Red carpet at the Cannes Film Festival
“Don’t smile” illustration for Madame Figaro
Do you have complete creative freedom?
I’m trying to. When I receive orders from clients, it depends, of course. I propose, they compose. But when I conceptualize a book or an exhibition, I often have a “carte blanche.” I guess people are expecting from me the unexpected, they want me to surprise them.
When did you begin to do collage art and what made you go in this direction?
From the making of my books, I started to use some collages. Some drawings for the Crazy Horse book had additions or paper, tape, tule fabrics… I love playing with visual effects. Our world is surrounded by images, and people are more used to watch everything on screens. I like to attend exhibitions and see the original things. I do illustration this way. That’s why I sometimes publish close-ups of my work on social media. People can see the hand, the details, the asperity of paper, shiny or matte, the imperfections too, all that make things more particular and real. Some five years ago, I started developing a series of drawings and collages directly on shopping bags. I love dealing with what already exists – the color of the bag, logo, cord,… and include it in my final work. It’s also talking about fashion on its own promotional support.
Please tell us about your technique.
I am well known for my “hand”, which means the black ink on white paper, the line drawing. But now I am developing different techniques, and mixing them all. When I use collage, I am trying to express the same energy. Even if the process is longer, it has to stay fresh. I hate works that look overdone. I like the feeling of effortlessness.
Who has been the biggest influence on your work?
I love artists from different periods, there are so many of them. I have so many books at my studio. I love ancient civilizations, medieval art, modern painters, and some contemporary artists. Let’s say I have a passion for Picasso – his total freedom, the genius ideas, the permanent changes, the larger than life art he gave us… He was changing during all the decades, always renewing his own style and his unique way of seeing life. A master and a monster for sure!
How did your artistic approach change over the years?
Spontaneously. There is a part of continuous searching, and there is a part of coincidence. Or a chance. It’s unnecessary to try to control everything. In the end, I think that perfection is a mistake. When you want to do things too perfectly, it becomes too technical, and you start to fear. Perfection is more about self-confidence. It is when you have the total freedom to accept all the possibilities of creation, to include the “imperfect”, or the “incorrect”, and decide at the moment that this is perfect by your own will.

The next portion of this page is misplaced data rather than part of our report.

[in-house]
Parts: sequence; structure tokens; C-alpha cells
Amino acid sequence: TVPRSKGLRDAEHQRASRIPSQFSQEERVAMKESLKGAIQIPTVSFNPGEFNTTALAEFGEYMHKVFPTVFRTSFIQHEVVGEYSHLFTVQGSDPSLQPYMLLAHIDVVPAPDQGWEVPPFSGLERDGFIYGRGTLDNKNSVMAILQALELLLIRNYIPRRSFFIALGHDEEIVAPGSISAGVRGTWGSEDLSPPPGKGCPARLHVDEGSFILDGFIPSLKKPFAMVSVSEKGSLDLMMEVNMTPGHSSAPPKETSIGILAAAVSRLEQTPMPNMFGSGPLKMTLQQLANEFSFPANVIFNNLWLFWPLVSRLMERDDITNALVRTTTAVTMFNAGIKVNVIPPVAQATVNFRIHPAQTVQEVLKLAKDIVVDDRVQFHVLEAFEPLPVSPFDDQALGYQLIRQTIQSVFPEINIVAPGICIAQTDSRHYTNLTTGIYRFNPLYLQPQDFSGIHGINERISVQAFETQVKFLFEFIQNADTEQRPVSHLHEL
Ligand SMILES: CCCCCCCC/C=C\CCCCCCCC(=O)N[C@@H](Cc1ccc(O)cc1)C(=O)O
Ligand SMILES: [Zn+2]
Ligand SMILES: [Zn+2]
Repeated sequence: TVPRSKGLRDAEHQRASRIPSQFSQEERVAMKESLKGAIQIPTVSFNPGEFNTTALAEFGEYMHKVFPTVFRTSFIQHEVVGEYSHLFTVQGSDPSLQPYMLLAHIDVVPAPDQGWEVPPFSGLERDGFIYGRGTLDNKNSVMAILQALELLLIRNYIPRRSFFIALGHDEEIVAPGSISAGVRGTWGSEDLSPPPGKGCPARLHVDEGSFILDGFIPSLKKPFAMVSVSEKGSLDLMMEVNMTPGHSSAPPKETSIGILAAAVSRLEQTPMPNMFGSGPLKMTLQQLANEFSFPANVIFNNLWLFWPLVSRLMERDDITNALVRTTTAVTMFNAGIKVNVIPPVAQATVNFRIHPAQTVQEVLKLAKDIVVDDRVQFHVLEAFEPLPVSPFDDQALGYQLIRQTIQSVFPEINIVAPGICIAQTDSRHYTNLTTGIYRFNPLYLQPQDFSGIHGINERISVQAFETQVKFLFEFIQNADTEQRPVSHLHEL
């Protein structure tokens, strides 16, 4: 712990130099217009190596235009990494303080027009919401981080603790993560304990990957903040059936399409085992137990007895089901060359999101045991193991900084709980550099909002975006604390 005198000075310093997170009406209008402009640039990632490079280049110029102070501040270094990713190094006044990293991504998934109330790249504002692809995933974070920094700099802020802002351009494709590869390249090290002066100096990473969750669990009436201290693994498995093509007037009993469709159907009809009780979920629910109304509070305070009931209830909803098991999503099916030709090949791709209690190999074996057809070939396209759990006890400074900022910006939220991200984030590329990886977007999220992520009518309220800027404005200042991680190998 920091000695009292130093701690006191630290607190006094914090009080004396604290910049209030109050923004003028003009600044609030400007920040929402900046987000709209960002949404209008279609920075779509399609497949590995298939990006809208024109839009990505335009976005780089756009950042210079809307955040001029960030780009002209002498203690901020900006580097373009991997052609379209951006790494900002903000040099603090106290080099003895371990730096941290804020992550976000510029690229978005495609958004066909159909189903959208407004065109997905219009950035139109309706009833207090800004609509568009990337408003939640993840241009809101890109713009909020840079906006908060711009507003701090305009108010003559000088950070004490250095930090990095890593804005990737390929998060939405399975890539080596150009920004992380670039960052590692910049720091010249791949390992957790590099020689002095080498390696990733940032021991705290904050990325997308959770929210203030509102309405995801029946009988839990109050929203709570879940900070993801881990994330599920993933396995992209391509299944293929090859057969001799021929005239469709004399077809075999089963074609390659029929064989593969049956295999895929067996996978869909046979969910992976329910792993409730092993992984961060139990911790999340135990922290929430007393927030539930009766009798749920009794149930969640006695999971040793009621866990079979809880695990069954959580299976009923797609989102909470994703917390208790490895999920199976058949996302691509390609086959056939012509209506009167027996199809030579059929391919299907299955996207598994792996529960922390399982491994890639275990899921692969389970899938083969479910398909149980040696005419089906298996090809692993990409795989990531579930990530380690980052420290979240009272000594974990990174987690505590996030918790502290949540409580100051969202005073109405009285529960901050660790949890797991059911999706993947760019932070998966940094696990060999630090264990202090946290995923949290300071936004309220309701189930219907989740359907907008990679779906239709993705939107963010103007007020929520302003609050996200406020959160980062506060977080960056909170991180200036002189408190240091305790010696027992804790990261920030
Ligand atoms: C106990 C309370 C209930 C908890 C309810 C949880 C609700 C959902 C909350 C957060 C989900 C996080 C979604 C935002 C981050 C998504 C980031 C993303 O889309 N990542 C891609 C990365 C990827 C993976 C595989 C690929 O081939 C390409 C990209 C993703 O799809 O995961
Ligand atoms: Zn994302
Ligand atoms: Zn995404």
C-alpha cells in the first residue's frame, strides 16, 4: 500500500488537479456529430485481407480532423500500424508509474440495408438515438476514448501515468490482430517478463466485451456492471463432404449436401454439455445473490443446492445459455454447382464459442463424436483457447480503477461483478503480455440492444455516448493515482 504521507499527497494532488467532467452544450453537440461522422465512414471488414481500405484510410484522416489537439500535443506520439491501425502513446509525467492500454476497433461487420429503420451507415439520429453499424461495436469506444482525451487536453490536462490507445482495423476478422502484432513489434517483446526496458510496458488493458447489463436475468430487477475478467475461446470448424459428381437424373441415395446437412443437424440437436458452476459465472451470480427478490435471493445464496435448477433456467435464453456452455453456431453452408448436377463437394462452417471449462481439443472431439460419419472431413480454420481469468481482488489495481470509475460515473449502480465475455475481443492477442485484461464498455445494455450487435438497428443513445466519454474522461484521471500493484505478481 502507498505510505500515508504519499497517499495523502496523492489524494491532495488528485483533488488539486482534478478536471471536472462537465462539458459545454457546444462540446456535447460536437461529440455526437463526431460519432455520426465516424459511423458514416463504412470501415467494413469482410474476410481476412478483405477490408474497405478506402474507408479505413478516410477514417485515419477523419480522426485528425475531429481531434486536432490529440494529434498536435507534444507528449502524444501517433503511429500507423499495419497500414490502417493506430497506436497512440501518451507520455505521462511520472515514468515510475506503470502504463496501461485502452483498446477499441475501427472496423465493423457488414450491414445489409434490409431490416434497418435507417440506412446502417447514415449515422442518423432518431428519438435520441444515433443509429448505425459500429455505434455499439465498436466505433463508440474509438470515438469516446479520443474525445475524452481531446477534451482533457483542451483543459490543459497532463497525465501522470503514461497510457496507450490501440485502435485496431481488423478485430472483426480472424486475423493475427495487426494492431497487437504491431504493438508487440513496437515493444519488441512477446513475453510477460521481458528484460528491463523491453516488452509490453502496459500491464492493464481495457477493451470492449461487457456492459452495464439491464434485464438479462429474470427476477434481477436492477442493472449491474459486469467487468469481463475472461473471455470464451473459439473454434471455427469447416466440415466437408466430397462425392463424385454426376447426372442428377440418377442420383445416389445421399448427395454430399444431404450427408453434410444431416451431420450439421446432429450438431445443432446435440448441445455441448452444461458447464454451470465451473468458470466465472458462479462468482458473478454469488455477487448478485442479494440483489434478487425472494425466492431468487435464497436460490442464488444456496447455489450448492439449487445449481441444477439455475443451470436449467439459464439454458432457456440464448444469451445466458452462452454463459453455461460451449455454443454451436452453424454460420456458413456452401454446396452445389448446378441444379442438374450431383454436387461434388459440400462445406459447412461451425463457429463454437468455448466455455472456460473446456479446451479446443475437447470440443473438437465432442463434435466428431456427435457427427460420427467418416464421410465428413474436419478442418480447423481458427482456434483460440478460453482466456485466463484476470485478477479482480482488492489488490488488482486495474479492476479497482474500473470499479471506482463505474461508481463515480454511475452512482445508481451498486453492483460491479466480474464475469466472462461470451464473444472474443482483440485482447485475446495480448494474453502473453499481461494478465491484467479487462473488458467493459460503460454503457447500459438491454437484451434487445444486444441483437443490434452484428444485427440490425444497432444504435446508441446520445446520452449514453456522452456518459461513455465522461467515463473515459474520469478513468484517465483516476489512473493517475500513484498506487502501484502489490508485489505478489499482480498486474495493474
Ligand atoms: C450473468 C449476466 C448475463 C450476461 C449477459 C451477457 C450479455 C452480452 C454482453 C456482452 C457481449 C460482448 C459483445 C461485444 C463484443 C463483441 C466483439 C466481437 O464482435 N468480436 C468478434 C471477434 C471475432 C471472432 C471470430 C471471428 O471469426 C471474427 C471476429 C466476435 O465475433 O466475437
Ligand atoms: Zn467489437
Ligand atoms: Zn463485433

What else inspires you?
I am very curious, I keep looking at everything. So, a bird flying is inspiring me as well as something in the garbage. And it’s not only a metaphore, I actually love recycling shopping bags and Kraft paper, cardboard boxes…
Since you started your career as a young man in Paris, the fashion industry has changed a lot. How would you sum that up?
I had a chance to work with top designers. At a period they were real artists. Such a strong personality as Thierry Mugler is not easy to find these days. He was “Mr. No Limits.” I have learned so much working with him. He was able to do real fashion product, and a real show at the time meant going beyond fashion itself. Today, it is more about marketing, relationships, social media, strategies, money… well, it’s often about less talent and more system. Which, for me, also means less heart.
How important is the Internet in the dialogue with your audience?
Instagram became a sort of must-have for many creative persons. I am using it and find it nice for sharing my work. I also receive unexpected orders through Instagram from all over the world. A useful way to find specific people who have the same passion. I like social media for that, for those who have more to share than the ice cream they are eating or their seats on a business class.
What are your further artistic plans and dreams?
Going on, always refining my style and production with my own way of seeing things. Trying to evolve, avoiding becoming a copy of yourself. I have a wonderful project, an exhibition next June at Joyce Gallery in Paris at Palais royal. It is a new challenge for me. I am keeping the subject secret for now. It’s still related to fashion in a different way. It’s mostly collages, universal, and it’s unisex!
Where do you see yourself in another 10 years?
Somewhere exciting and at the same time peaceful, meeting up with funny and smart people. I believe artists always need a part of the audience and a part of loneliness. It’s too far anyway, I don’t even see myself at the end of this year! You see, I have started the interview saying the beginning is too far, and now the end is too far! I am enjoying now.
Vesna Filipovic and Vukota Brajovic for Fashionela